Tories promise voting tide: Federal Conservative Leader Pierre Poilievre says in a statement today that his caucus will force multiple votes in Parliament next week to head off a hike in federal carbon pricing set for April. 1.

Commons, Senate: The House of Commons is on a break until next Monday. The Senate sits again on March 19.

Deputy Prime Minister’s day: Chrystia Freeland is in Toronto, but had no public events scheduled.

Ministers on the road: National Revenue Minister Marie-Claude Bibeau visited agricultural machinery manufacturer Anderson Group, in Chesterville, northeast of Montreal, to talk about federal support for the business. Industry Minister François-Philippe Champagne is travelling to the Italian cities of Verona and Trento to meet this week with his G7 counterparts on industry, technology and digital issues. Agriculture Minister Lawrence MacAulay, in Charlottetown, with Premier Dennis King, announced a joint federal-provincial $47-million program to revitalize the Confederation Centre of the Arts. Transport Minister Pablo Rodriguez and Health Minister Mark Holland, in Montreal, announced $1.7-billion in financial support for 7,700 researchers and research projects all across Canada.


In Calgary, Justin Trudeau met with Alberta Premier Danielle Smith, made a dental-care announcement and also met with seniors.


Green Party Leader Elizabeth May is in Halifax as part of a national tour, with Jonathan Pedneault, the party’s deputy leader.

No schedules released for Bloc Québécois Leader Yves-François Blanchet, Conservative Leader Pierre Poilievre and NDP Leader Jagmeet Singh.


Globe reporter and feature writer Shannon Proudfoot is on our podcast today to explain how some small towns are dealing with the opioid crisis despite having far fewer resources. The Decibel is here.


Online Harms Bill: Fewer than half of Canadians believe the federal government’s plan to regulate social media sites will make platforms safer, a new survey suggests.


Pornography, Parliament and parents

“It’s hard to quibble with the goal behind Bill S-210: keeping pornography, often violent and misogynistic, out of the sight of minors. But good intentions alone don’t make for good laws.” – The Globe and Mail Editorial Board

Jagmeet Singh takes pharmacare win and does a pratfall

“In his moment of purported triumph, Jagmeet Singh managed to bungle things. The NDP Leader was celebrating the deal with Prime Minister Justin Trudeau’s government to launch a mini-pharmacare program that would cover birth control and diabetes medication. Good news for the NDP, you would think, in that they had pressed one of their social-policy priorities on to the Liberals.” – Campbell Clark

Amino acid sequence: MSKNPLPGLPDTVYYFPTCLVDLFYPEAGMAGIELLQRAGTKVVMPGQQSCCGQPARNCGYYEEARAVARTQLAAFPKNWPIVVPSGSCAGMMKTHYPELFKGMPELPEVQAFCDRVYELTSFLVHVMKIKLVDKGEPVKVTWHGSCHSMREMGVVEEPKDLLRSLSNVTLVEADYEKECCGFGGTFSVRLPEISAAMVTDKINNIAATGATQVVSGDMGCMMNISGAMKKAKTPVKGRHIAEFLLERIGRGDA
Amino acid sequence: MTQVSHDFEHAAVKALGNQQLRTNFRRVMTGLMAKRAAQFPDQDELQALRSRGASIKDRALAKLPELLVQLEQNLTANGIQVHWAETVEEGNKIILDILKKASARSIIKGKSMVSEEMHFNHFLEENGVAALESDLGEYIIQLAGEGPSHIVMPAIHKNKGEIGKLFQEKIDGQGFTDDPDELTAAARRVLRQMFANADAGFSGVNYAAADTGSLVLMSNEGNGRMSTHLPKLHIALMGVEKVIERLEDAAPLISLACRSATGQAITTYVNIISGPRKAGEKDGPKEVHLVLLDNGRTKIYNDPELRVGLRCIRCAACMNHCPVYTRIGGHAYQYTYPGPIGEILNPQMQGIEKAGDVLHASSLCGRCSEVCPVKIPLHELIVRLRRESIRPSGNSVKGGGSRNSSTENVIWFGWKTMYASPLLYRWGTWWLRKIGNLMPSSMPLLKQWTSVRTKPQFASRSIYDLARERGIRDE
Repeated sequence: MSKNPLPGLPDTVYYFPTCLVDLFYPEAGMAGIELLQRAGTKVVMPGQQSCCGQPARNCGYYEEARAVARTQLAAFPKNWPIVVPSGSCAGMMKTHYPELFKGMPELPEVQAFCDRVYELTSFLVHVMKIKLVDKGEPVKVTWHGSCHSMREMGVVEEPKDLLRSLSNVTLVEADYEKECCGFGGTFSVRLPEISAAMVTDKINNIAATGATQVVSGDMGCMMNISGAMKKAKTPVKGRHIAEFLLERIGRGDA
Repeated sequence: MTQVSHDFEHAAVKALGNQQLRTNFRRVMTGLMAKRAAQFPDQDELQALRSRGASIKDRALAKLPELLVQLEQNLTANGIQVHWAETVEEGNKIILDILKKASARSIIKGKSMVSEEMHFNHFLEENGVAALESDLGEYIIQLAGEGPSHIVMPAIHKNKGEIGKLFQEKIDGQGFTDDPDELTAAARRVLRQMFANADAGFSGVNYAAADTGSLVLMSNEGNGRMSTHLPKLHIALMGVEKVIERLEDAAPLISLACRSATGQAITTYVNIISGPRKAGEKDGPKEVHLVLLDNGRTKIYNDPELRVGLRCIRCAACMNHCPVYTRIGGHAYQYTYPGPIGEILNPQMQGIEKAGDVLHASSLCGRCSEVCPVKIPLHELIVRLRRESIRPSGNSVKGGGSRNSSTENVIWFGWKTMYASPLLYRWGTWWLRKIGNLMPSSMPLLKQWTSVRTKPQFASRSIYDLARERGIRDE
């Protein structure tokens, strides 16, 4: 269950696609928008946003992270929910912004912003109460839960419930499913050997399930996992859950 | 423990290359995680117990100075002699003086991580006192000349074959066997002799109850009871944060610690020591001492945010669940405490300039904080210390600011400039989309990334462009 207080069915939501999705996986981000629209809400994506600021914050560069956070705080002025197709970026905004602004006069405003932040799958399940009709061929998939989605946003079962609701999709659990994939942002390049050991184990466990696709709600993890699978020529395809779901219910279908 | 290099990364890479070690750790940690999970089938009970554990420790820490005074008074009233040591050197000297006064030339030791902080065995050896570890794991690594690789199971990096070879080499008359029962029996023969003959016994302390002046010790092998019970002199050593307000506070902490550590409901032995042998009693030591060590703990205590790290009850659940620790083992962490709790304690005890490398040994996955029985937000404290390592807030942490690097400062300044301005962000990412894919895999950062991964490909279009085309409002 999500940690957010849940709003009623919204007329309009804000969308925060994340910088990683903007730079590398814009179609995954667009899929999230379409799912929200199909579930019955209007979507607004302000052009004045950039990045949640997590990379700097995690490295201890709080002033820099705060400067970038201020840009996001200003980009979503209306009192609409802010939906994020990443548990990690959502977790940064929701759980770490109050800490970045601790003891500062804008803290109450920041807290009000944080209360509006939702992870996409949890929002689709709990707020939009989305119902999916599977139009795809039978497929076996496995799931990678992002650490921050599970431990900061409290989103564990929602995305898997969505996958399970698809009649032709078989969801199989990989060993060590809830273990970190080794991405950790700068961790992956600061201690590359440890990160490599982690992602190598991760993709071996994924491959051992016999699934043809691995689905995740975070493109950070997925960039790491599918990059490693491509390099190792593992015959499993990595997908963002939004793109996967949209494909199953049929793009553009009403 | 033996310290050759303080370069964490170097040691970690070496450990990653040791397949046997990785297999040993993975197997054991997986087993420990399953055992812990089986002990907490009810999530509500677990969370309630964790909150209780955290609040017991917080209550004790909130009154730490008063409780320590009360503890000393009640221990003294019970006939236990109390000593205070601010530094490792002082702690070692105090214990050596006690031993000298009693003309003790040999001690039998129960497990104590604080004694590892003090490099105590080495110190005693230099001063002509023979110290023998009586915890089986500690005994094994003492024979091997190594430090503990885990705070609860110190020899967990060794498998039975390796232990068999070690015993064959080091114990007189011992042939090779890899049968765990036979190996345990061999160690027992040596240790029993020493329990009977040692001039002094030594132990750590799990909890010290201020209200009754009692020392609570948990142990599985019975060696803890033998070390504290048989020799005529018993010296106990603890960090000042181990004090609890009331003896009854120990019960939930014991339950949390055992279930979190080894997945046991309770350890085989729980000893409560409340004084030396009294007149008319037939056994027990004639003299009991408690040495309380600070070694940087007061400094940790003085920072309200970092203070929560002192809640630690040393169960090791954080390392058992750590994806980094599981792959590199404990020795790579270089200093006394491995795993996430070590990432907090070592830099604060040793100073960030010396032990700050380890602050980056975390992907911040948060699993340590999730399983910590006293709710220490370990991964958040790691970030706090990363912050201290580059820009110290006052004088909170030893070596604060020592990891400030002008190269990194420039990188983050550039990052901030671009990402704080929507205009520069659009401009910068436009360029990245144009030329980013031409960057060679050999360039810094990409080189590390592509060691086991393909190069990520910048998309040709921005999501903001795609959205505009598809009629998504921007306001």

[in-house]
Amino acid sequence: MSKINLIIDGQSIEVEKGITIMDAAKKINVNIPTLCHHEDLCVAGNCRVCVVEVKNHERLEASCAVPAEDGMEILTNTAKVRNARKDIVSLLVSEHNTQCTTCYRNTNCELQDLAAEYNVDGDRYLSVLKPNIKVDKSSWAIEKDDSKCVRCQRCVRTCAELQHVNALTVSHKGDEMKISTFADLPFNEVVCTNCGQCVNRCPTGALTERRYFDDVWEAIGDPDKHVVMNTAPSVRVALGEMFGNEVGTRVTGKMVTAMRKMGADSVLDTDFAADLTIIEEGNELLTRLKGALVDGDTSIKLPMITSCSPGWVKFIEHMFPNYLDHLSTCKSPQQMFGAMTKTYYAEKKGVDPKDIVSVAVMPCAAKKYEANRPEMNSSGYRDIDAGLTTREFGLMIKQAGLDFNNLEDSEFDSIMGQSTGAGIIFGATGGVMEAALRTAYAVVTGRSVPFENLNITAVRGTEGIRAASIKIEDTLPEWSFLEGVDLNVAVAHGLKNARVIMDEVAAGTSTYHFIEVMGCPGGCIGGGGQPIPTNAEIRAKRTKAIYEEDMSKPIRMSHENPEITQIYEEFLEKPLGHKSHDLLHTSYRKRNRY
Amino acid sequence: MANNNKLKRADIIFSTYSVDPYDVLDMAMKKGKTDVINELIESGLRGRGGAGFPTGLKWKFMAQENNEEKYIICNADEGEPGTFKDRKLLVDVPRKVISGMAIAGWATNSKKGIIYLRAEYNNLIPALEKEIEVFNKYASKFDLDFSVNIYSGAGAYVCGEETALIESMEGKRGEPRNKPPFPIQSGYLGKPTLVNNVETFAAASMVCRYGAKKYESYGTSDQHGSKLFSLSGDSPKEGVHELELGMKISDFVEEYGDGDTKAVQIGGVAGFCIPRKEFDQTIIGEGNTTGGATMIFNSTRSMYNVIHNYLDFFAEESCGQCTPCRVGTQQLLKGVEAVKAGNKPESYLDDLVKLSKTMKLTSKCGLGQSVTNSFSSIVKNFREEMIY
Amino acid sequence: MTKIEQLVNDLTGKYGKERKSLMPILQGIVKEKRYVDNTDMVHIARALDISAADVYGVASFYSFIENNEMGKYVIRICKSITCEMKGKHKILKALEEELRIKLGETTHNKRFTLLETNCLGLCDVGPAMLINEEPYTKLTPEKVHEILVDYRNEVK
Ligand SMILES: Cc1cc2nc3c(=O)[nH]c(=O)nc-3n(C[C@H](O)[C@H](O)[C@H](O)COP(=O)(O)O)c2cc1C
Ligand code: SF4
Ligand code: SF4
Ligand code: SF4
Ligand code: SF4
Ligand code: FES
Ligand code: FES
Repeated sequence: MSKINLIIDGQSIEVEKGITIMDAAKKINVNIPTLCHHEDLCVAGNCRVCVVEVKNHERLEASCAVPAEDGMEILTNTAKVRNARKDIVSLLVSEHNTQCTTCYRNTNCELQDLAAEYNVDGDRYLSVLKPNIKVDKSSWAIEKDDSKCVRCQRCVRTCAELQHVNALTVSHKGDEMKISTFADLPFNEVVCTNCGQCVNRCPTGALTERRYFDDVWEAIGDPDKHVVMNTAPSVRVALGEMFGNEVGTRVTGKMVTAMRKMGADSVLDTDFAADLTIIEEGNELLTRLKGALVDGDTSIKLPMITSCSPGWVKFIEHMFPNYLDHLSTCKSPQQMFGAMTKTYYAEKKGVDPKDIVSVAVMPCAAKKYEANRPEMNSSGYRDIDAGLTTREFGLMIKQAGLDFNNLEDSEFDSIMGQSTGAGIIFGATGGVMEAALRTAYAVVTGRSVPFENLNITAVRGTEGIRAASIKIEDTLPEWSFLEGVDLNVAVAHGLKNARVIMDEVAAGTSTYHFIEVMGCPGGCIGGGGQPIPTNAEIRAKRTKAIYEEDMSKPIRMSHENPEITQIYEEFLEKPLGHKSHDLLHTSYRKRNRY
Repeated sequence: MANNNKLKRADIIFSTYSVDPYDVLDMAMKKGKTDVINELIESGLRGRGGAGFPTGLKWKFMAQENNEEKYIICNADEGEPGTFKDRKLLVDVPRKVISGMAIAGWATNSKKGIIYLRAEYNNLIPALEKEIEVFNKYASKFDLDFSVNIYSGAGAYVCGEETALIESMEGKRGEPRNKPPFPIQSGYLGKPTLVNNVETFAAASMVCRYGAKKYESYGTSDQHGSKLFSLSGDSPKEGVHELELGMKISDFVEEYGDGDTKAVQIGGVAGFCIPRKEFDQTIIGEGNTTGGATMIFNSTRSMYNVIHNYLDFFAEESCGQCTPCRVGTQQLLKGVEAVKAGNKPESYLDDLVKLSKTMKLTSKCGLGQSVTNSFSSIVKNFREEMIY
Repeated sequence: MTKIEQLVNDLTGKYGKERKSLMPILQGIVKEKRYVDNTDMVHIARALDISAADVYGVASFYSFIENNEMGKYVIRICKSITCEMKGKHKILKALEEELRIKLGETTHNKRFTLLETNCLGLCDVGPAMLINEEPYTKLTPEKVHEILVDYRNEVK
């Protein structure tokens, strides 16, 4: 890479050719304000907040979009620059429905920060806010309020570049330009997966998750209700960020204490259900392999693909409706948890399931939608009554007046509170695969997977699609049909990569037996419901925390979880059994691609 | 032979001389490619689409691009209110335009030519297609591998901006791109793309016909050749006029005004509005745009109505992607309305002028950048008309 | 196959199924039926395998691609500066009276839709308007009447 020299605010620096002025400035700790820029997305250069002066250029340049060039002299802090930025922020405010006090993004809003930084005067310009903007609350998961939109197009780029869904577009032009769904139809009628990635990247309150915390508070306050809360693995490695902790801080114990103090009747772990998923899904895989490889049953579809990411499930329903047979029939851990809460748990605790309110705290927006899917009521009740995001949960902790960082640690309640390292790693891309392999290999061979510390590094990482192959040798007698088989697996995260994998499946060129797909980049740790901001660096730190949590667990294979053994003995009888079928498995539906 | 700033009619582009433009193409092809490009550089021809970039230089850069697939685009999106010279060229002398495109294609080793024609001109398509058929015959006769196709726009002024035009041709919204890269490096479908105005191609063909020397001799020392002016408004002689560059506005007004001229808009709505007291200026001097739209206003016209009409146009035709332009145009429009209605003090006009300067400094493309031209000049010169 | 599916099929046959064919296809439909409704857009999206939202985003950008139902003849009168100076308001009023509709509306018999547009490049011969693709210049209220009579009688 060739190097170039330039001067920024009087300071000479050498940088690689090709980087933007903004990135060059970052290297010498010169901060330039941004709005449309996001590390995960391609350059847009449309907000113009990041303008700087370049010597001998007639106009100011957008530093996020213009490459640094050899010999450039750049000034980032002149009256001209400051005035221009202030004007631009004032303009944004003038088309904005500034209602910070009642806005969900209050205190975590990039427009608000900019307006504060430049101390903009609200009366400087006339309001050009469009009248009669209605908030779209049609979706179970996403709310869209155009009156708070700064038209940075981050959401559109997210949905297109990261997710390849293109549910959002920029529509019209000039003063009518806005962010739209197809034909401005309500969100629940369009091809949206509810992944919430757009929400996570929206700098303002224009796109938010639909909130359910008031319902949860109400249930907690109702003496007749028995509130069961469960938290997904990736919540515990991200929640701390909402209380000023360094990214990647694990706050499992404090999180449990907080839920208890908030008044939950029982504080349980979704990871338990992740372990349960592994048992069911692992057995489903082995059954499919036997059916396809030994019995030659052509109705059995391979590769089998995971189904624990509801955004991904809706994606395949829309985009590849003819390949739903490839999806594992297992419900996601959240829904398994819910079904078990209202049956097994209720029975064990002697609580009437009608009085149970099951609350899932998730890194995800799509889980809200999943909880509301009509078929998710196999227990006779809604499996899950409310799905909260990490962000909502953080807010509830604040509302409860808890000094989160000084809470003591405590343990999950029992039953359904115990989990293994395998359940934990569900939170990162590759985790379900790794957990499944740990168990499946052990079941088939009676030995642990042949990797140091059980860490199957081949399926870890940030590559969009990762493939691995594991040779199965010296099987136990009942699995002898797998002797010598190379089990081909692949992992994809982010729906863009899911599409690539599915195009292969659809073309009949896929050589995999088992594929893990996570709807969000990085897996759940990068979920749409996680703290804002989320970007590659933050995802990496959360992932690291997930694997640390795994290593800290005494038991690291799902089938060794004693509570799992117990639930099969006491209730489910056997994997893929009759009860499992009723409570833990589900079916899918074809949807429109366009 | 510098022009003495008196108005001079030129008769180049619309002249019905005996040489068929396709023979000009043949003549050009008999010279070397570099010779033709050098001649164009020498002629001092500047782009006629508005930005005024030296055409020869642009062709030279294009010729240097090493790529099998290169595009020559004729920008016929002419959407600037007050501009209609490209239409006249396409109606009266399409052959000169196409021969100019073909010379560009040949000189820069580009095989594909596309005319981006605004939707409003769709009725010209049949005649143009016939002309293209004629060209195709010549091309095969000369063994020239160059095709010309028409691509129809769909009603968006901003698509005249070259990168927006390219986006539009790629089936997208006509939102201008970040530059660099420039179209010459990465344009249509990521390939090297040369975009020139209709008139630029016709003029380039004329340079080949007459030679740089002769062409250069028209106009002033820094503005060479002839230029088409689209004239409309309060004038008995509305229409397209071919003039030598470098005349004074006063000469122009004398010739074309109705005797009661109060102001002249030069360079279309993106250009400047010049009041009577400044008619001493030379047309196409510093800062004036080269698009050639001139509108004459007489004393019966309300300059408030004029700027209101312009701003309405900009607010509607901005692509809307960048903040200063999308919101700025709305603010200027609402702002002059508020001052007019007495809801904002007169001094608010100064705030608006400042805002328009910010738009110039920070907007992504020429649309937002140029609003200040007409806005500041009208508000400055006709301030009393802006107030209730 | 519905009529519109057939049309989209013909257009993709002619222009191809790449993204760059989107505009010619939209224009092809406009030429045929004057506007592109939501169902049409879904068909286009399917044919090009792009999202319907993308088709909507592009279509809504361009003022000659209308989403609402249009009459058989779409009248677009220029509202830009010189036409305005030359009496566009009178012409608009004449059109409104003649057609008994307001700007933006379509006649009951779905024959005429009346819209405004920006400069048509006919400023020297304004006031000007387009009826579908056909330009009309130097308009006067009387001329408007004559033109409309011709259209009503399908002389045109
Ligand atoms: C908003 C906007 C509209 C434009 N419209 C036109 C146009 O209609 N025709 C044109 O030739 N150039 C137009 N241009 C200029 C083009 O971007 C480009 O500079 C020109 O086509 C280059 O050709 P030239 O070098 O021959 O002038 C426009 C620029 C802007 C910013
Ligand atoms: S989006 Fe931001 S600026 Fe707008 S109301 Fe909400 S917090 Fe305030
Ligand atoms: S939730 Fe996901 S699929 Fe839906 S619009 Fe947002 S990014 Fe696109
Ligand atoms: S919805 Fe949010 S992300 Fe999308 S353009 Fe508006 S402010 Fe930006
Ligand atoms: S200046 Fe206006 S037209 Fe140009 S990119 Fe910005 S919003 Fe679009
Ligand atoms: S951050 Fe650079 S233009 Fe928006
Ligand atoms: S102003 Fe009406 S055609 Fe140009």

House motion on Israel-Hamas war adds to Canada’s divided views

“On Monday, the House of Commons will vote on an NDP motion to recognize the state of Palestine and to prohibit the sale of arms to Israel. The motion is unlikely to pass. But it speaks to how views on Israel and the Palestinians have hardened in this country since the Hamas atrocities of Oct. 7.” – John Ibbitson

Quebecor CEO Péladeau can never find a replacement for Brian Mulroney

“Despite holding more prestigious directorships on the boards of international firms, Mr. Mulroney never shirked his duties as Quebecor chairman. Despite having undergone treatment for prostate cancer only weeks earlier, he chaired the company’s 2023 annual meeting with the same skill and authority as he always had. Mr. Mulroney’s death leaves a gaping hole on Quebecor’s board that will be impossible to fill.” – Konrad Yakabuski

A federal budget two weeks after fiscal year begins – what’s the excuse?

“It should be clear: Timely budgets with their tax and expenditure plans are good. Late budgets are not. This institutionalization of tardiness is hard to understand. Everybody affected by the annual federal budget – households, businesses, provinces and territories, government departments – should know the effects of the federal budget on their finances before the fiscal year begins so they can plan accordingly.” – Don Drummond and William Robson.